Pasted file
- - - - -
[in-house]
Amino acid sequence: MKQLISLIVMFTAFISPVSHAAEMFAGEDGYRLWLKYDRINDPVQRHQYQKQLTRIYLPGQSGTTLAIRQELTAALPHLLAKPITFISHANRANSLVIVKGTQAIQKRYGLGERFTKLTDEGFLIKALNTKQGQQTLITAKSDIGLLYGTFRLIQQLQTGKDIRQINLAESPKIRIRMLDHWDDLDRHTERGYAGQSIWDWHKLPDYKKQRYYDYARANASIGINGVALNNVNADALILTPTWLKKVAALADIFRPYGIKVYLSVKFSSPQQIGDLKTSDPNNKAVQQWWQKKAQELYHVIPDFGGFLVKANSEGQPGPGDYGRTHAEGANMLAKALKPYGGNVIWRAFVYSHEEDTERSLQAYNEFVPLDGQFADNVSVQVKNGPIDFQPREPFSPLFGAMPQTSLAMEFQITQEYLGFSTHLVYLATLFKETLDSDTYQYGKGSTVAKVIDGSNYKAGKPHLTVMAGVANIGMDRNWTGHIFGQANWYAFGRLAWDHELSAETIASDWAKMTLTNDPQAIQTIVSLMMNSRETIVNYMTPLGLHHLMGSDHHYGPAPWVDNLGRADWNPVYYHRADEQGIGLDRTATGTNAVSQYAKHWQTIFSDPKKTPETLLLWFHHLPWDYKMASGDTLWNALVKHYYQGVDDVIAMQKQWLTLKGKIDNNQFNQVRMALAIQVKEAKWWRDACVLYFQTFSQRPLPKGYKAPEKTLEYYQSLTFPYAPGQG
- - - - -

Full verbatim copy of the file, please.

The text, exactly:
[in-house]
Amino acid sequence: MKQLISLIVMFTAFISPVSHAAEMFAGEDGYRLWLKYDRINDPVQRHQYQKQLTRIYLPGQSGTTLAIRQELTAALPHLLAKPITFISHANRANSLVIVKGTQAIQKRYGLGERFTKLTDEGFLIKALNTKQGQQTLITAKSDIGLLYGTFRLIQQLQTGKDIRQINLAESPKIRIRMLDHWDDLDRHTERGYAGQSIWDWHKLPDYKKQRYYDYARANASIGINGVALNNVNADALILTPTWLKKVAALADIFRPYGIKVYLSVKFSSPQQIGDLKTSDPNNKAVQQWWQKKAQELYHVIPDFGGFLVKANSEGQPGPGDYGRTHAEGANMLAKALKPYGGNVIWRAFVYSHEEDTERSLQAYNEFVPLDGQFADNVSVQVKNGPIDFQPREPFSPLFGAMPQTSLAMEFQITQEYLGFSTHLVYLATLFKETLDSDTYQYGKGSTVAKVIDGSNYKAGKPHLTVMAGVANIGMDRNWTGHIFGQANWYAFGRLAWDHELSAETIASDWAKMTLTNDPQAIQTIVSLMMNSRETIVNYMTPLGLHHLMGSDHHYGPAPWVDNLGRADWNPVYYHRADEQGIGLDRTATGTNAVSQYAKHWQTIFSDPKKTPETLLLWFHHLPWDYKMASGDTLWNALVKHYYQGVDDVIAMQKQWLTLKGKIDNNQFNQVRMALAIQVKEAKWWRDACVLYFQTFSQRPLPKGYKAPEKTLEYYQSLTFPYAPGQG